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Old 11-28-2018, 01:06 PM   #1
cal scott
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When to change a chain

This may be a topic previously addressed ad nauseum, however, my efforts to search the site haven't come up with any answers. This may also be much like oil and tires where everyone has an opinion but there is no common consensus. Despite these shortcomings, I will cautiously ask anyway .

How do you determine that an O/X ring chain is at the end of its life and needs to be changed? Bike manual states that it should be changed once it has "stretched" a predetermined amount. Other sources state that stretch generally doesn't matter and the state of the links is more the determinant - frozen links and general rusting indicate loss of the sealed chain lubricant. Collective thoughts of the group?

While I am at it, just wondering what the thinking is on changing sprockets...?
- Change both the front and the back every time you change the chain
- Change the front every time but perhaps not the back as that wears more slowly
- They don't need changing every time; depends on wear so assess before making a decision
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Old 11-28-2018, 01:15 PM   #2
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if the links are sticking, it's done

if the chain is stretching quickly, it's done

surface rust on the outside isn't all that important

I change both sprockets every time I change the chain
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Old 11-28-2018, 01:27 PM   #3
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Lift rear of bike or put on center stand.

Spin the wheel.

Do any of the chain links have any visible kinks or does the slack get tight/loose as the wheel spins?

Another check is to grip the chain with 2 hands and flex it side-to-side. There should be zero or very minimal side-to-side play.

And when changing the chain you typically match the new chain with new front/rear sprockets.
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Old 11-28-2018, 02:31 PM   #4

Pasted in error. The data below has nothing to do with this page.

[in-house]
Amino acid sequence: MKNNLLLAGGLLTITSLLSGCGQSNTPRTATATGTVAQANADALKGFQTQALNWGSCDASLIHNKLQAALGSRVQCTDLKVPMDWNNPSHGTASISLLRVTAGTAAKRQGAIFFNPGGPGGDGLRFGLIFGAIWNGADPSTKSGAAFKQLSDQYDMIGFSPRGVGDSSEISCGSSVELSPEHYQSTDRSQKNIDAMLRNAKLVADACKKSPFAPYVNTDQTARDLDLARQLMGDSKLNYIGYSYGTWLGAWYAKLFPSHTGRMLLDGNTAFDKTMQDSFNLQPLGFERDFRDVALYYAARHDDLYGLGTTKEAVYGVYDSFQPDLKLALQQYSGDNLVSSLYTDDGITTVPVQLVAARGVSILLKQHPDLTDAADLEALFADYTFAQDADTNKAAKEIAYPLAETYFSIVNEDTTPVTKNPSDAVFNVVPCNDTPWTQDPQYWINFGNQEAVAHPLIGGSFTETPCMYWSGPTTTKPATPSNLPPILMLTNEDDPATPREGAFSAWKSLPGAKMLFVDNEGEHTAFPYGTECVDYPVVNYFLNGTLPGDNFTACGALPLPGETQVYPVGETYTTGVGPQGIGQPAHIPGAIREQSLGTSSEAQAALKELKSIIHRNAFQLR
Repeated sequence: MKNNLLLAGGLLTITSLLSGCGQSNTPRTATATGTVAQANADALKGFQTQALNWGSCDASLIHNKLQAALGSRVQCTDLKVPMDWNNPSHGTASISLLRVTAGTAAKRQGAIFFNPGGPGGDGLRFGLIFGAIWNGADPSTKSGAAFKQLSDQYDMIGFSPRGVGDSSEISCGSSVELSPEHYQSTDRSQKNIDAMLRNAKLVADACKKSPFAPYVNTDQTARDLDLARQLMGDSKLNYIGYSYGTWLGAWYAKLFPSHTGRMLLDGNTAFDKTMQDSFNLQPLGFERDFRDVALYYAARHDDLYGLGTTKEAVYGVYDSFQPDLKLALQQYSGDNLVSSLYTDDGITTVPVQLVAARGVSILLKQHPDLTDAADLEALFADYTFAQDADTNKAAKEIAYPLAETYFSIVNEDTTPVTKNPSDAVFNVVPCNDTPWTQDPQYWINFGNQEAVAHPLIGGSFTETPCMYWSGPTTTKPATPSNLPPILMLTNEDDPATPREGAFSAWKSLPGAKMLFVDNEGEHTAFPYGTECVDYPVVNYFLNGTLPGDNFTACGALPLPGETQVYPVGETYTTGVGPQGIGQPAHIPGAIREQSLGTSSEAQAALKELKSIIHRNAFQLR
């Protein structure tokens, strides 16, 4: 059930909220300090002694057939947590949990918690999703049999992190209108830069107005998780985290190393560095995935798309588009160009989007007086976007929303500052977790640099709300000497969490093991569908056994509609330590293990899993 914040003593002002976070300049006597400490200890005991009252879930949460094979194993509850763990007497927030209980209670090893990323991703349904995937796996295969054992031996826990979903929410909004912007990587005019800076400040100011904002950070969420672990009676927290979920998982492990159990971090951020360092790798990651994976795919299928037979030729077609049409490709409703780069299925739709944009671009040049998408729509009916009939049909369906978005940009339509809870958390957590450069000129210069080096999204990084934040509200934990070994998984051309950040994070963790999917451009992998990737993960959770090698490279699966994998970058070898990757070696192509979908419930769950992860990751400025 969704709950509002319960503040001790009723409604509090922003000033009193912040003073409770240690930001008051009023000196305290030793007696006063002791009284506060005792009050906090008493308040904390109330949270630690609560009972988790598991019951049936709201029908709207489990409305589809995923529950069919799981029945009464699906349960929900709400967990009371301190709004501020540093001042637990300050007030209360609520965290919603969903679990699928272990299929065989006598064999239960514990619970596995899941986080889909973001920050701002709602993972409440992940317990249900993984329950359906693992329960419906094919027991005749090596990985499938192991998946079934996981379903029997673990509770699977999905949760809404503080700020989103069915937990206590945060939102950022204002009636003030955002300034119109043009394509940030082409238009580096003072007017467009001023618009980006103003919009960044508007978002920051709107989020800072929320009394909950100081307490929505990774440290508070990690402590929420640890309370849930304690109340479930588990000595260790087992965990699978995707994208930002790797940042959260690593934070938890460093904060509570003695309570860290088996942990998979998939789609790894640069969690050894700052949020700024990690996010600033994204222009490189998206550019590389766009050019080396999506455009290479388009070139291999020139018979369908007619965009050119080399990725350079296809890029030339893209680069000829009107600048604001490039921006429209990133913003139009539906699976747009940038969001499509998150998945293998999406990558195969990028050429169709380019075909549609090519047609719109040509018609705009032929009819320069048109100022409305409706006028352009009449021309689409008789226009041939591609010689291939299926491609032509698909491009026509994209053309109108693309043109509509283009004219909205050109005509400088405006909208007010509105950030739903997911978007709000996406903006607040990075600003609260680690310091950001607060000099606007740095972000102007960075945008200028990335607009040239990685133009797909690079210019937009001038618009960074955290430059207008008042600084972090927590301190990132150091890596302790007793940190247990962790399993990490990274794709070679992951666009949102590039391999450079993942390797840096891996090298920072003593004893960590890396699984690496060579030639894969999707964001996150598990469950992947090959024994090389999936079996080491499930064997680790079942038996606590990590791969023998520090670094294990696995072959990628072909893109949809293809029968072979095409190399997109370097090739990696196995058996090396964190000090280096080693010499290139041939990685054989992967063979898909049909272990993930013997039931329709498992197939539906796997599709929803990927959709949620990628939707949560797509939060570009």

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Also look for the brown dust of death. It will look like rust but is actually metal dust that has rusted. It's a sign of parts that are no longer lubricated and are eating themselves. Usually you'll see it covering 2-4 links in a row.
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Old 11-28-2018, 02:55 PM   #5
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Whatever you do don't let it get like this one
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Old 11-28-2018, 04:13 PM   #6
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Whatever you do don't let it get like this one
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What....
It's still got half it's teeth... sort of.
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Old 11-28-2018, 04:30 PM   #7
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New chain on new sprockets, @ the back of the rear sprocket pull the chain away/ it lifts off the sprocket a little, a worn (drive-train) the chain lifts from the sprocket a lot.








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Last edited by Escape pod; 11-28-2018 at 08:33 PM..
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Old 11-28-2018, 05:10 PM   #8
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If the chain stretches to the point the adjusters can no longer keep the chain slack in spec. When a chain is ready to go you will notice it will suddenly start stretching. You'll have to adjust it more frequently all of a sudden.

Also in your service manual it will tell you how to inspect the chain stretch. Usually it is tightening the chain so it is taut or hanging a weight on it and measuring the distance of a certain number of pins. If it is no in spec the chain is done.

Also if you if you chain seems to be stretching inspect your sprocket first it might be worn out. The front one wears out faster than the rear.